By Peter McKay
The Sydney Morning Herald
Tuesday December 11 2001
Faking it has become an industry norm across Asia. Now China is producing a "pirated" car. Consumers are excited but VW isn't.
In Asia, copycat products – CDs, new-release movies, software, watches, fashion gear and electrical goods emerge at lightning speed. Now a small car maker in China is producing a sedan that looks alarmingly similar to Volkswagen's Jetta, but at a far more affordable price. It had to happen.
Called Chery, it uses many of the same parts as the popular Jetta and on the inside looks almost identical to the VW.
"At first, people did not accept our cars," a Chery marketing executive told Reuters. But then when consumers realised the Chery and the Jetta shared so many components, he said, consumer resistance crumbled.
More than 16,000 Chery sedans have been sold over the past five months, a record for a Chinese producer. The Chery is yet another sobering example of unforeseen attacks on foreign companies who've invested substantially in China.
China, with its massive population, remains one of the last untapped frontiers of consumerism. Yet it is not without its enormous risks for western investors who spend much money and time fighting piracy and battling a bureaucracy not overly concerned with effective legal protection of copyrights.
Manufacturer SAIC-Chery Automobile Co Ltd is using technology bought from VW, which insists the "pirated" Jetta is no big threat to the original.
Chinese buyers, ever alert for a bargain and quite shrewd, are rushing pirated products because of the savings and, often, no discernible drop in quality.
Beijing has introduced tougher laws on intellectual property rights, but lax enforcement still concerns foreign investors.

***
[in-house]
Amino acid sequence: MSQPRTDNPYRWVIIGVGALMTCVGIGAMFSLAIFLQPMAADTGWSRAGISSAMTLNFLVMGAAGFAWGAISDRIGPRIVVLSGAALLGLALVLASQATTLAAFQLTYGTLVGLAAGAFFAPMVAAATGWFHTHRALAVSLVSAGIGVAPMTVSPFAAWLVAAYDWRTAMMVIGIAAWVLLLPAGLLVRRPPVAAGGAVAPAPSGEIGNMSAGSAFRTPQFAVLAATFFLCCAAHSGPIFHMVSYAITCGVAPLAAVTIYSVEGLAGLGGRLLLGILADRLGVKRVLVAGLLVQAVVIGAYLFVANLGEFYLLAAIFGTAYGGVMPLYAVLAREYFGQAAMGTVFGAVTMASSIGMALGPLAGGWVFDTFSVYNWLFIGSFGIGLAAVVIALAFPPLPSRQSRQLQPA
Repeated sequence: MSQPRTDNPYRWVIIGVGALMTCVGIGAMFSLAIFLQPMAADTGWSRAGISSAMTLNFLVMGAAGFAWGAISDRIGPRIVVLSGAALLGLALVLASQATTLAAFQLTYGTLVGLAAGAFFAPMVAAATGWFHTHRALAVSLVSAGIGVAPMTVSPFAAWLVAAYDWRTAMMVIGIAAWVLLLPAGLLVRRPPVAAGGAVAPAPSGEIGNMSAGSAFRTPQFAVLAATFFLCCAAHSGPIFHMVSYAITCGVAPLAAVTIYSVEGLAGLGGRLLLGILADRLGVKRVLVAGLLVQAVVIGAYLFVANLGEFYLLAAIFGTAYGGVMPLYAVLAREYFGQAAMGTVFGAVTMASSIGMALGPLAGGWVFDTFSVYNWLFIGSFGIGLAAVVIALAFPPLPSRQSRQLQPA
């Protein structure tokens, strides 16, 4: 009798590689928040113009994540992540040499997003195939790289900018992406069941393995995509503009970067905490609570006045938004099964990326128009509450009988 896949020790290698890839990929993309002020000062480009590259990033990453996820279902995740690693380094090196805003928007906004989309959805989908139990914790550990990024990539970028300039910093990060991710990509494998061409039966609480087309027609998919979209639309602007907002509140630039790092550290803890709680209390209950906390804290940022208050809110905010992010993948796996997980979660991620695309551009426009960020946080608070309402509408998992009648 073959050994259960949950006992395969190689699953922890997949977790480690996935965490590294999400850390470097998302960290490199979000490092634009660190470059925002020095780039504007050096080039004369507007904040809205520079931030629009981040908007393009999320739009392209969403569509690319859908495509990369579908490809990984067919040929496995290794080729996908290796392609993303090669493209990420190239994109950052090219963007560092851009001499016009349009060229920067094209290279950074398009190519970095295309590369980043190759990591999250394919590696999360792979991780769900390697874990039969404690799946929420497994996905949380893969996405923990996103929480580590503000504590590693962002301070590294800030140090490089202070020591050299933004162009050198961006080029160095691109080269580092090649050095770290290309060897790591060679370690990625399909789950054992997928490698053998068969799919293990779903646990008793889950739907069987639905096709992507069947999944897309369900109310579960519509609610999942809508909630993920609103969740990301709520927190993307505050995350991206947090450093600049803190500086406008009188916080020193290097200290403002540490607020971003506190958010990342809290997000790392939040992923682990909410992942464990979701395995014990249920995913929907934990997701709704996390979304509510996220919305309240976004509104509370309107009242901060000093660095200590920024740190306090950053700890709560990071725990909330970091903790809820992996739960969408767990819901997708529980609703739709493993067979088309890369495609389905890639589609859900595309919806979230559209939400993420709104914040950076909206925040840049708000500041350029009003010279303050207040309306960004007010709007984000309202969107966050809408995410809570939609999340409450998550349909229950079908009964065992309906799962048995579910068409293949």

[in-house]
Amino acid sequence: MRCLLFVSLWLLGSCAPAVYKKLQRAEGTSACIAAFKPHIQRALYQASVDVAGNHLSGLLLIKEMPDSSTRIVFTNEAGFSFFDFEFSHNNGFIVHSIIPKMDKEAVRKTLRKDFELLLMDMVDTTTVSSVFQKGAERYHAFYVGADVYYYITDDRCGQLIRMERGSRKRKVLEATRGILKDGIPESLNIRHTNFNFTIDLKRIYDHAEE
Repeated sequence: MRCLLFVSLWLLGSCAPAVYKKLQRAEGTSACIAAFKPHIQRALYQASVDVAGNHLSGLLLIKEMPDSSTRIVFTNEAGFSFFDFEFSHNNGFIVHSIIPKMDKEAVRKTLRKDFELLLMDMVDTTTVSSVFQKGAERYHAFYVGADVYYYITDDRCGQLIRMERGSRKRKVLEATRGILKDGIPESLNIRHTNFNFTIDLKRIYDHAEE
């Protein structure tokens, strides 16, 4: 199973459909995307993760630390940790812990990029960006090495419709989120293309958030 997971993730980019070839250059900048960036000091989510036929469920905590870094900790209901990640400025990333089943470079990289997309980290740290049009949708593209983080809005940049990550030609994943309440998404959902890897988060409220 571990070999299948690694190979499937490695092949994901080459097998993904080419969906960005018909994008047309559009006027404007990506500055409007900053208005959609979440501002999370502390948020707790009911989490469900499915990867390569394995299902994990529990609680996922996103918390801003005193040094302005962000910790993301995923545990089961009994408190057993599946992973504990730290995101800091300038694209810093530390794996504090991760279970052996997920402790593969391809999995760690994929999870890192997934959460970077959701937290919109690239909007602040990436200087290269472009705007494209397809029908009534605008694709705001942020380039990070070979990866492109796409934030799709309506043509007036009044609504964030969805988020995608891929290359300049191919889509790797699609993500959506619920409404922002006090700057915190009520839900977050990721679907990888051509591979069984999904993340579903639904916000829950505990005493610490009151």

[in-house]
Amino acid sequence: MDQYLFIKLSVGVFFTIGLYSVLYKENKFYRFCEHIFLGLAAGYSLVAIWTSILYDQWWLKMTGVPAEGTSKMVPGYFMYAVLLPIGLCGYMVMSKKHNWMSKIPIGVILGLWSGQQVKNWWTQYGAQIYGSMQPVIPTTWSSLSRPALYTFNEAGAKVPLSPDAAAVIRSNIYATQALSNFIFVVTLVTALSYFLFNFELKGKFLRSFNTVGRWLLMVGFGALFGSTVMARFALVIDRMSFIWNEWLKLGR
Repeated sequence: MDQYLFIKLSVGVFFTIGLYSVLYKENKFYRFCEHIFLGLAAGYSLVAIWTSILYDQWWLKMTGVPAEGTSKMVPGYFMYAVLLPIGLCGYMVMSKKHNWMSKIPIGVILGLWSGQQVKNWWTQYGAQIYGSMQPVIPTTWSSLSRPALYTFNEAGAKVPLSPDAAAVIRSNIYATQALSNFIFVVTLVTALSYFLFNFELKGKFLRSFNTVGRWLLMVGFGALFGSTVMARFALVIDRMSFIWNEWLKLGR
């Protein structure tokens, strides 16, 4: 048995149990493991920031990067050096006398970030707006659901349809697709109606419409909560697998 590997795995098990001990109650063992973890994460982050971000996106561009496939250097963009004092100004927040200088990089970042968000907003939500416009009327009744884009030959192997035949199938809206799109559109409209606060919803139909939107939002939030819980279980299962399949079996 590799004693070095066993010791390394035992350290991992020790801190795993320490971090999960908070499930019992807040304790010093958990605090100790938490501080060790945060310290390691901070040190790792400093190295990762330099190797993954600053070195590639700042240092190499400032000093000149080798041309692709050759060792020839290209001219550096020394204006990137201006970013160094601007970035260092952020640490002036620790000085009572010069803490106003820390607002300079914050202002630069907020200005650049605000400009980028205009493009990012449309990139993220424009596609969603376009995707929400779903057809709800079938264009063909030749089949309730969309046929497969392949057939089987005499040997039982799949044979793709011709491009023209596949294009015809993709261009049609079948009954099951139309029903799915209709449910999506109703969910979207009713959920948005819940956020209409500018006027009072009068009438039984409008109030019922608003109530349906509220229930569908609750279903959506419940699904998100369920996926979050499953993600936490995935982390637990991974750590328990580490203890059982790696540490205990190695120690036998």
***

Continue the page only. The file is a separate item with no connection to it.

Chery seems to have cleverly straddled legitimacy and the customary Chinese enterprise, using VW technology while also sourcing many components, such as the chassis, from the same manufacturers that supply VW with parts for the Jetta.
It would be a waste of resources, Chery says, trying not to sound disingenuous, to go to different component suppliers.
The Chery sells for no more than 115,000 yuan ($26,800), substantially cheaper than the Jetta, which costs 180,000 yuan ($42,000).
Volkswagen China feels that the Jetta's future will not be imperilled because of VW's powerful brand name (it currently has about 50 per cent of the car market there) and well-established dealer network. Industry analysts are not so sure.
VW will soon introduce a new model Jetta, which will look different to the copycat Chery. But VW must be wondering how long it will take before a fresh counterfeit model emerges.
p.s what next humans hehe
oh yeah theyre already trying that
EF GLi Wagon, auto, Kenwood mp3 headunit, Mauritious BLUE